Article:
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Mathematics Graduate Program: Degree Requirements and Timeline
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During their first year, students develop a strong background in pure and/or applied mathematics. Courses cover broad areas of pure mathematics (algebra; analysis; topology) and applied mathematics (e.g., numerical analysis, stochastic processes and uncertainty quantification, and analytic study of PDEs). There are also many opportunities for developing more specific interests. To name a few, courses have recently been offered in algebraic number theory, algebraic topology, arithmetic geometry, combinatorics, complex networks/systems, functional analysis, game theory, knot theory, logic, mathematical biology, numerical analysis, probability, Riemannian geometry, set theory, and signal processing.

Just before the beginning of the first summer (and optionally also in the first fall), students complete a preliminary exam in pure or applied mathematics.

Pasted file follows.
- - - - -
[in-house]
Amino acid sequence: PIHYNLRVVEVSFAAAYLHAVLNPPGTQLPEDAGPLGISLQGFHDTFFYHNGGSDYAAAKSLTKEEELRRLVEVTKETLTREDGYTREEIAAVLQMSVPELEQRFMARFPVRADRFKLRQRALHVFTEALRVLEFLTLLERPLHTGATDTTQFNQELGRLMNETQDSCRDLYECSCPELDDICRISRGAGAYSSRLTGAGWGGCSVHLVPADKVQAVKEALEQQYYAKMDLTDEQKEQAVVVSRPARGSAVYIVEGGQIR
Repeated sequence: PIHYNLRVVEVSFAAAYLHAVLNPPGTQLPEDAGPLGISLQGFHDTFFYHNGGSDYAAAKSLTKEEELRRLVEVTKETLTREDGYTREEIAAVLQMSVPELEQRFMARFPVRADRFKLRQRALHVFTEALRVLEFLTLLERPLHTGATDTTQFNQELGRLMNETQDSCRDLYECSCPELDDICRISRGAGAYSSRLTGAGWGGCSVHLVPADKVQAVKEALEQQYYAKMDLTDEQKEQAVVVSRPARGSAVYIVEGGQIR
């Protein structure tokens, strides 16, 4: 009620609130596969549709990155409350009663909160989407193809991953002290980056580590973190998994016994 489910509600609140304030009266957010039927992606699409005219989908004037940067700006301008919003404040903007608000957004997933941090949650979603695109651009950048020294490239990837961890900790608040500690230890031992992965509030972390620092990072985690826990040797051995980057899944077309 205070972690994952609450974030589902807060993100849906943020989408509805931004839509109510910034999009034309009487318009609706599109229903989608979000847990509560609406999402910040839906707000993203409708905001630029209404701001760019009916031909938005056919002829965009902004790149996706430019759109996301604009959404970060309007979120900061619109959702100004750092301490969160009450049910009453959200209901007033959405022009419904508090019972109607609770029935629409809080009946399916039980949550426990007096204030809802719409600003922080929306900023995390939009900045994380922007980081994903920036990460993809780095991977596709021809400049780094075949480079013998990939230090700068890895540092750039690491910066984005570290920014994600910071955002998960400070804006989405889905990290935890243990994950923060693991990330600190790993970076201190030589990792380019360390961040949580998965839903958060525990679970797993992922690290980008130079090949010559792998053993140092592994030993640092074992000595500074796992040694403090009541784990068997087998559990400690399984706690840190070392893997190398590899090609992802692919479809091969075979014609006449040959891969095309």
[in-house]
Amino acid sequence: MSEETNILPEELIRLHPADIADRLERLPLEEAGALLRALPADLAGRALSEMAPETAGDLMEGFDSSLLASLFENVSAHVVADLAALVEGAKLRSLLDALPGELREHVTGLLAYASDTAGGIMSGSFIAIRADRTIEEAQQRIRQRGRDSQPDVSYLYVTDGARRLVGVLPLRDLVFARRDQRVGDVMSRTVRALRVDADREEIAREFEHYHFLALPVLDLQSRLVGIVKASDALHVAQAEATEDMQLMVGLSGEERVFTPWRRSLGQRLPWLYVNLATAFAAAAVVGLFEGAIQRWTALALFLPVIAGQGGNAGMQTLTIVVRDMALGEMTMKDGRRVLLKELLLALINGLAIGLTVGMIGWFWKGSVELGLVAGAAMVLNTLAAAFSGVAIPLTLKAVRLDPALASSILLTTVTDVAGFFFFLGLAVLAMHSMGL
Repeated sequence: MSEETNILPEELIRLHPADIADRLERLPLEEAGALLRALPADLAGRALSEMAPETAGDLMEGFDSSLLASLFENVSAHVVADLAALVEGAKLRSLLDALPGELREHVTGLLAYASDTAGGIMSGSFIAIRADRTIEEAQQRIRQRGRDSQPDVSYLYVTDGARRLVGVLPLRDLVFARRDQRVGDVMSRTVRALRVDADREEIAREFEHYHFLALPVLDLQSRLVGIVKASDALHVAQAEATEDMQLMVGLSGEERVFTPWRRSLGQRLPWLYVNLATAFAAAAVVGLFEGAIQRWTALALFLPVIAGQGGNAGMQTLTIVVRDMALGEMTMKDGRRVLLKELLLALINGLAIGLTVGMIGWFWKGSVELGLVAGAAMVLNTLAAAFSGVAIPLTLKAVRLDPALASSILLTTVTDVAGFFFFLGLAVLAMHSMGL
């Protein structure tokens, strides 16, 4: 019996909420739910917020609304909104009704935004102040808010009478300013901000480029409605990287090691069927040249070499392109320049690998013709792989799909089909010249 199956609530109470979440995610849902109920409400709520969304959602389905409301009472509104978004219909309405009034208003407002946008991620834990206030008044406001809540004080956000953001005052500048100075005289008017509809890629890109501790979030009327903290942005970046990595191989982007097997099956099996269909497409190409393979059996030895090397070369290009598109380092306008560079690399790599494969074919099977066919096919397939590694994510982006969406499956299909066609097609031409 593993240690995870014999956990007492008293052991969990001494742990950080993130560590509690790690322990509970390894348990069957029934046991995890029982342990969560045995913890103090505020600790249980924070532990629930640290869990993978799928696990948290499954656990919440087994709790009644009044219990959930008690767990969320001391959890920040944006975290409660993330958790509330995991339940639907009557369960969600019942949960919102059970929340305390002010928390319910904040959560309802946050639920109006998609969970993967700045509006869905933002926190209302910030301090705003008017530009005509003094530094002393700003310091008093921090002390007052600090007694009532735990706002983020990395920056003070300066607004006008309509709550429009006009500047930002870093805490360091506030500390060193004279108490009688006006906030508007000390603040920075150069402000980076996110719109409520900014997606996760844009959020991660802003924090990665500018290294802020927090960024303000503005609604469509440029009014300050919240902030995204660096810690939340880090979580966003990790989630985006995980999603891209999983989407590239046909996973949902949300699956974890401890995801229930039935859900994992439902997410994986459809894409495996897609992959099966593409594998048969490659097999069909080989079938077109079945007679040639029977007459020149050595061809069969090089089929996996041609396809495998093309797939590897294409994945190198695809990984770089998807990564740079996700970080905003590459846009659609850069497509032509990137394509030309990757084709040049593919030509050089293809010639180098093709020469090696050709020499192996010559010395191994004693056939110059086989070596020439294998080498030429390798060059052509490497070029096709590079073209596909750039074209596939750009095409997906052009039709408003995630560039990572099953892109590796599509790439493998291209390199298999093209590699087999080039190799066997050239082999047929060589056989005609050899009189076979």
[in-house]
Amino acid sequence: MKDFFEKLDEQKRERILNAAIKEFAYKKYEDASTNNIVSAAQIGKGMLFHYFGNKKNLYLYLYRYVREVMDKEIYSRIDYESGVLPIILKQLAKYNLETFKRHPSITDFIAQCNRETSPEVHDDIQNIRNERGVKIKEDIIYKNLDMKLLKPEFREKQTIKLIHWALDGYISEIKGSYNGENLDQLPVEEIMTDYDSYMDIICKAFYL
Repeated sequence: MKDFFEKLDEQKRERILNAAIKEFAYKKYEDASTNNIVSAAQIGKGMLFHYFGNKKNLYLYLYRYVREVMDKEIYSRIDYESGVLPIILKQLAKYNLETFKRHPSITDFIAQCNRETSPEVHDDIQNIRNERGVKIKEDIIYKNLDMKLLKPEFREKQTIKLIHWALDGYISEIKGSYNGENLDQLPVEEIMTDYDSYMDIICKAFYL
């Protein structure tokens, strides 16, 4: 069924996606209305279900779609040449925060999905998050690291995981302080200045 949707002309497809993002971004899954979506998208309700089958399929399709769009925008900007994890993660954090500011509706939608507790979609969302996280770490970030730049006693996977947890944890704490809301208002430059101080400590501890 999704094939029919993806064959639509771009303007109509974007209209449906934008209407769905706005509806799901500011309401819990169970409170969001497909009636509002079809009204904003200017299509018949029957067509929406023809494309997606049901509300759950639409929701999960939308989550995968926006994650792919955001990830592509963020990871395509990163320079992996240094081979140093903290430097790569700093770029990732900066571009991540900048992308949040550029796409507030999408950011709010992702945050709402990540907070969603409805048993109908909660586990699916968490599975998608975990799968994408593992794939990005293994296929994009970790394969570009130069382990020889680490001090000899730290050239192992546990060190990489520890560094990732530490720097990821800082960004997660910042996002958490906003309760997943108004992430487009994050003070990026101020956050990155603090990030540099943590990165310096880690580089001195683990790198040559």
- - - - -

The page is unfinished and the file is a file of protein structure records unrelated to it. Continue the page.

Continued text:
Students in their second year (which begins with the summer term) continue to broaden their mathematical knowledge through coursework and research projects. Students form an Advancement Committee consisting of three faculty to guide them through their second year. Those in applied math will be involved in a summer research project, whose written summary and extension will be the basis of an Advancement Examination consisting of a presentation and oral exam. Students in pure mathematics arrange an individually-tailored Advancement Examination with their Advancement Committee.

In the second year, students also complete a seminar which provides training for how to become an effective communicator and classroom teacher. After advancing to PhD candidacy, students are appointed as faculty to teach one Dartmouth course independently in each of their third, fourth (and often fifth) years.

Most of our graduate students finish the work that comprises their thesis during the fifth year, the last year in which we offer financial support.